The Fed said it will spend $40 billion a month to buy mortgage-backed securities for as long as it deems necessary. It plans to keep short-term interest rates at record lows through mid-2015 — six months longer than it previously had planned. And it's ready to take other unconventional steps if job growth doesn't pick up.
A statement from the Fed's policy committee said it thinks "a highly accommodative stance of monetary policy will remain appropriate for a considerable time after the economic recovery strengthens."
The committee announced the series of bold steps after a two-day meeting. Its actions pointed to how sluggish the economy remains more than three years after the Great Recession ended.
Stock prices rose on the news. But some economists said they thought the benefit to the economy would be slight.
"We doubt it will be enough to get the economy on the right track," said Paul Ashworth, an economist at Capital Economics. "It's only a matter of time before speculation begins as to when the Fed will raise its purchases from $40 billion a month."
The Dow Jones industrial average was up nearly 100 points shortly after the announcement at 12:30 p.m. Eastern time. The dollar dropped against major currencies, and the price of gold shot up about $16 an ounce, roughly 1 percent, to $1,750.
"If the outlook for the labor market does not improve substantially, the committee will continue its purchases of agency mortgage-backed securities, undertake additional asset purchases and employ its other policy tools as appropriate until such improvement is achieved in a context of price stability," the Fed said in a statement released after the meeting.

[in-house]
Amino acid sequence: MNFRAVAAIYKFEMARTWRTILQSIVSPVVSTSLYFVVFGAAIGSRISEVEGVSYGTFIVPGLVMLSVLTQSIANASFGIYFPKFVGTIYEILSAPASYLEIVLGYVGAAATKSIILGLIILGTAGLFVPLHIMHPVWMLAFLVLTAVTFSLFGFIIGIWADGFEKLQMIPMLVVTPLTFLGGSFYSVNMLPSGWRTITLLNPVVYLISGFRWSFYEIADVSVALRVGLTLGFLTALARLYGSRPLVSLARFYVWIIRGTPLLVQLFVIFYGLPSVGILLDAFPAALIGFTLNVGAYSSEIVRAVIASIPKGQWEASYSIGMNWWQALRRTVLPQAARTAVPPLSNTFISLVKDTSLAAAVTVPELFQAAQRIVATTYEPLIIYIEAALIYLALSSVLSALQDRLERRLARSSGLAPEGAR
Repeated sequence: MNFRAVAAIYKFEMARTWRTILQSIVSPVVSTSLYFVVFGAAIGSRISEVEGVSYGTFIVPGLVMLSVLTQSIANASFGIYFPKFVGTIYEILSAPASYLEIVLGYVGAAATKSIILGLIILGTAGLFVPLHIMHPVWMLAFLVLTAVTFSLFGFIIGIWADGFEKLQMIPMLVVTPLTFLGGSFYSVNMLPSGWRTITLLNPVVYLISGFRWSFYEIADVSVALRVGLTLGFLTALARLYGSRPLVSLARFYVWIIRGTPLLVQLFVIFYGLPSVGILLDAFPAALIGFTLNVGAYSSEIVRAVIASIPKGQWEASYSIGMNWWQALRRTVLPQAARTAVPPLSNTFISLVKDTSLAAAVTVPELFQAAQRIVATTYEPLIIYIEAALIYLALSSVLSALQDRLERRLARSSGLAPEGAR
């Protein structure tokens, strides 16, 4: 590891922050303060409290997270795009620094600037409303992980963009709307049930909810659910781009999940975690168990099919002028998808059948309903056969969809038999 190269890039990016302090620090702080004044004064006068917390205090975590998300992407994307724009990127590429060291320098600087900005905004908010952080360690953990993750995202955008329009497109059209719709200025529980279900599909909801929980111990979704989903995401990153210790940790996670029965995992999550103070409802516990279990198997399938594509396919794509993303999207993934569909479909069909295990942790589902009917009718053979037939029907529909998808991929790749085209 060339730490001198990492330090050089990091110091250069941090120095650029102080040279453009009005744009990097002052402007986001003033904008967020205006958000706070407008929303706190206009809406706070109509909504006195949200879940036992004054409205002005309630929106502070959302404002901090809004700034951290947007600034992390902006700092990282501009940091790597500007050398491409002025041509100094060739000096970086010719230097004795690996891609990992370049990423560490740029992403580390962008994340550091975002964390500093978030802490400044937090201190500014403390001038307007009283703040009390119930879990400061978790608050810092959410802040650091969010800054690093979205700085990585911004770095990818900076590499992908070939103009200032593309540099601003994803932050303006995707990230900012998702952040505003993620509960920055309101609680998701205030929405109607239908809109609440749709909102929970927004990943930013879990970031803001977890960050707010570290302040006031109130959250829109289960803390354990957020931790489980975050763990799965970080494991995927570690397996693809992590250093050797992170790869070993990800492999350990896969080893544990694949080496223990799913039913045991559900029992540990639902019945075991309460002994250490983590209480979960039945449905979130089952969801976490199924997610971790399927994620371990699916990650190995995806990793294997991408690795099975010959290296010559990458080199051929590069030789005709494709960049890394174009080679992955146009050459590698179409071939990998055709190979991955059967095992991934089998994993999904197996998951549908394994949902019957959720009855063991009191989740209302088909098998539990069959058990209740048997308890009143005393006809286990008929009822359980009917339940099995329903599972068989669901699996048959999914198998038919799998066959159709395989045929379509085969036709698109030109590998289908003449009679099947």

The statement was approved on an 11-1 vote. The lone dissenter was Richmond Fed President Jeffrey Lacker, who worries about igniting inflation.
The bond purchases are intended to lower long-term interest rates to spur borrowing and spending. The Fed has previously bought $2 trillion in Treasury bonds and mortgage-backed securities since the 2008 financial crisis.
Skeptics caution that further bond buying might provide little benefit. Rates are already near record lows. Critics also warn that more bond purchases raise the risk of higher inflation later.
With less than eight weeks left until Election Day, the economy remains the top issue on most voters' minds. Many Republicans have been critical of the Fed's continued efforts to drive interest rates lower, saying they fear it could ignite inflation.
The Fed is under pressure to act because the U.S. economy is still growing too slowly to reduce high unemployment. The unemployment rate has topped 8 percent every month since the Great Recession officially ended more than three years ago.
In August, job growth slowed sharply. Employers added just 96,000 jobs, down from 141,000 in July and well below what is needed to bring relief to the more than 12 million who are unemployed.
The unemployment rate did fall to 8.1 percent from 8.3 percent. But that was because many Americans stopped looking for work, so they were no longer counted as unemployed.